RSA Insurance Group Plc’s 2 Greatest Weaknesses

RSAWhen I think of RSA Insurance Group (LSE: RSA) (NASDAQOTH: RSANY.US), two factors jump out at me as the firm’s greatest weaknesses and top the list of what makes the company less attractive as an investment proposition.

1. Cyclical industry

Deteriorating financial results have culminated in incoming CEO, Stephen Hester, setting out a turnaround agenda for RSA Insurance. Profits have been slipping for some time, as we can see in the table below. Events in the firm’s wayward Irish arm have merely brought things to a head and focused attention on the firm’s problems:

Year to December 2008 2009 2010 2011 2012 2013
Revenue (£m) 7,273 7,744 8,448 9,131 9,397 9,822
Net cash from operations (£m) 527 301 296 303 303 456
Adjusted earnings per share 17.3p 12.2p 9.8p 11.9p 9.5p 7.9p
Dividend per share 7.71p 8.25p 8.82p 9.16p 7.31p 2.28p

With the full-year results statement in February, Mr Hester set out a package of reform measures including stopping the final dividend, announcing a rights issue aimed at raising £775 million, refocusing the business on the UK & Ireland, Canada, Scandinavia and Latin America, an asset disposal programme targeting £300m in proceeds, and capital actions to reduce equity and property exposure and to execute new reinsurance structures.

There’s no doubt that, under Stephen Hester. RSA Insurance has evolved into a turnaround proposition for investors, but I’m concerned about the inherent cyclicality of the financial services industry. Firms like RSA are geared to financial markets. Much of the profit that insurance companies make is derived from investments in bonds and other investments. When general financial markets take a dive, so do the share prices of the financial companies.

Right now, economies and financial markets are in good health, so the shares of firms like RSA should be riding high. The fact that RSA is in trouble makes me wonder whether it has sufficient time to catch up before the next general down-dip in the wider macro-economic cycle.

2. No dividend

It’s often said that we can judge the general health of a firm by the directors’ dividend decision. By that measure, RSA is something of a basket case. Not only has the CEO axed the final dividend completely, but the firm intends to raise three-quarters of a billion pounds in a dilutive rights issue to shore up its leaky balance sheet.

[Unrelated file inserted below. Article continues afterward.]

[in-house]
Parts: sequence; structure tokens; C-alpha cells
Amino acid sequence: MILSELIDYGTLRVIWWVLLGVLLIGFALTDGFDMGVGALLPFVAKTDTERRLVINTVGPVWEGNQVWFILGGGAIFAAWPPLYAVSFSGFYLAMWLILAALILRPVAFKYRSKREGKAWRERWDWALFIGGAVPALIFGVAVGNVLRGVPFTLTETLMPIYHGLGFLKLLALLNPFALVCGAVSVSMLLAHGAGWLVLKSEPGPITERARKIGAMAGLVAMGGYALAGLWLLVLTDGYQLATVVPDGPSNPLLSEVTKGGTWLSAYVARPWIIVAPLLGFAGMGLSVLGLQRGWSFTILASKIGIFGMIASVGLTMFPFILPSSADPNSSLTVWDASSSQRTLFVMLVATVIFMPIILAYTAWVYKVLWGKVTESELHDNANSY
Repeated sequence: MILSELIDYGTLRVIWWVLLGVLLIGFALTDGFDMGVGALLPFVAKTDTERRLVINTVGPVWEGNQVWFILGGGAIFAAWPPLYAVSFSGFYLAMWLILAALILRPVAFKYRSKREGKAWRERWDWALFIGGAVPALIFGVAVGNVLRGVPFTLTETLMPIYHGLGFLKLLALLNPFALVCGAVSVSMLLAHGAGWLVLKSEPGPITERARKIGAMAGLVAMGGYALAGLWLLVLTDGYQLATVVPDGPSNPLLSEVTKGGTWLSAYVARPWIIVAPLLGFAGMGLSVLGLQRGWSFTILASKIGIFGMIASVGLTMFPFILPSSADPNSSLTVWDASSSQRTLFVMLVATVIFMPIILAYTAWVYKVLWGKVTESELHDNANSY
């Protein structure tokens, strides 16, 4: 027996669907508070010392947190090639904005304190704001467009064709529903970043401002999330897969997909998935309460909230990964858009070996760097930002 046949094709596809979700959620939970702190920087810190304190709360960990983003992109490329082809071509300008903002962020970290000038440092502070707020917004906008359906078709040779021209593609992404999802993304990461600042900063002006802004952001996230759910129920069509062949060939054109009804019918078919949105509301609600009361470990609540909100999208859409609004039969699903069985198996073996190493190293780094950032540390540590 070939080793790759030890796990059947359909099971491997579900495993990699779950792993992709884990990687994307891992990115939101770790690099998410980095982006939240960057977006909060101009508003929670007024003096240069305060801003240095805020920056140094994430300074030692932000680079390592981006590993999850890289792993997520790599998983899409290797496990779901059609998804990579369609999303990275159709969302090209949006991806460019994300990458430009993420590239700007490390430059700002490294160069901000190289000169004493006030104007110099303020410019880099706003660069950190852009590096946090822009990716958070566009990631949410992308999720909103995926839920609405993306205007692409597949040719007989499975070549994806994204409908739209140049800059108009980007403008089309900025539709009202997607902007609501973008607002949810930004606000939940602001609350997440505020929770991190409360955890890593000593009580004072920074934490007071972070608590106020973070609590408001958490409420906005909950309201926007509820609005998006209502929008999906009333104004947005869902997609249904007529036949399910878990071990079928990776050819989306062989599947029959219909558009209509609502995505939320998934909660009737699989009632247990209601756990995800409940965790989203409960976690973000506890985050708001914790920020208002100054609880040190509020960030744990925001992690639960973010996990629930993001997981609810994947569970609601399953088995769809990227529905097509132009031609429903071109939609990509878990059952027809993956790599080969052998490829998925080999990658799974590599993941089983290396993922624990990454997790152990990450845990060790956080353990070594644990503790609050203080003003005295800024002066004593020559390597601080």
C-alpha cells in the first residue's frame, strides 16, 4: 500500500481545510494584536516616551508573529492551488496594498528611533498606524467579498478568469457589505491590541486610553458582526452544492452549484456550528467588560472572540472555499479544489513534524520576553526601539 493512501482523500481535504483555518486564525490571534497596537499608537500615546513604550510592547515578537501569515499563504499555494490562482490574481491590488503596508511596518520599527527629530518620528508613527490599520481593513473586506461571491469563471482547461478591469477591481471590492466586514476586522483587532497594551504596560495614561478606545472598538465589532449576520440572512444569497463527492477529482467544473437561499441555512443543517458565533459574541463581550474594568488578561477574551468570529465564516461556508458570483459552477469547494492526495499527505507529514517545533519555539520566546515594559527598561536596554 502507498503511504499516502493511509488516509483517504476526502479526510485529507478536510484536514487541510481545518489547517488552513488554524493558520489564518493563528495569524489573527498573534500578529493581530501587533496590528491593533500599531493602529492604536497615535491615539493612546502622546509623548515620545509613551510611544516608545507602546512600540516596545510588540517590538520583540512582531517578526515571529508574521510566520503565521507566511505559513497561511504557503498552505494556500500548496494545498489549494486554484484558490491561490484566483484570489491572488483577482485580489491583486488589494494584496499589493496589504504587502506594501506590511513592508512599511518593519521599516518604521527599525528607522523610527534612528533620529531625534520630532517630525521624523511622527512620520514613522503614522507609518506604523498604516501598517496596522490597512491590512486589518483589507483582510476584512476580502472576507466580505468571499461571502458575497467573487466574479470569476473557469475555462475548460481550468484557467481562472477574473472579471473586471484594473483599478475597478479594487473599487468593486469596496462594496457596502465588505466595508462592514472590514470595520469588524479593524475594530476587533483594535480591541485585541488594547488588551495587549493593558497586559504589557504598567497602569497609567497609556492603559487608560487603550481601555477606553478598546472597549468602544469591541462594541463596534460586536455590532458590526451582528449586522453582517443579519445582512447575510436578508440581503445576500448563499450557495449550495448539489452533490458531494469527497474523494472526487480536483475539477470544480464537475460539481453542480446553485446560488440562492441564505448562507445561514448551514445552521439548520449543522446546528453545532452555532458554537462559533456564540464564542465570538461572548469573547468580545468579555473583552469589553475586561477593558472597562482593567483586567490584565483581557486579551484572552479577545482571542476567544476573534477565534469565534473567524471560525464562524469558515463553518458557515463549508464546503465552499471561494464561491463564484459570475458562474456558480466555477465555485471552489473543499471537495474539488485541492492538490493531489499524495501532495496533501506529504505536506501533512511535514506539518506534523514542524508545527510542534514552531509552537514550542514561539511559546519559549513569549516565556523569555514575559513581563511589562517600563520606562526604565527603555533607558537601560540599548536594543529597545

Under such conditions, without the aid of a dividend safety net, it would be nice to see the shares trading at a discount to net asset value. However, at 96p, there’s a 17% premium to the last-reported net asset value. The premium gets significantly bigger if you strip out intangibles.

That means that any justification for the firm’s current valuation depends on assessing the P/E multiple, but earnings could be volatile going forward because the whole business is subject to overhaul and reform. I’d be happier with a bigger margin of safety here, at least until the dust settles.

What now?

RSA has struggled with profitability and cash flow in recent years. Current events have brought matters to a head and now despite the concerns expressed in this article, the firm looks attractive for its turnaround potential.

I'm considering the firm along with potential investments with consistent cash flows and without major operational challenges. I've found some in a Motley Fool report prepared by our top analysts. The report highlights five shares with the kind of dependable all-season stalwart-like characteristics that RSA Insurance has struggled to achieve. 

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Kevin does not own shares in RSA Insurance Group.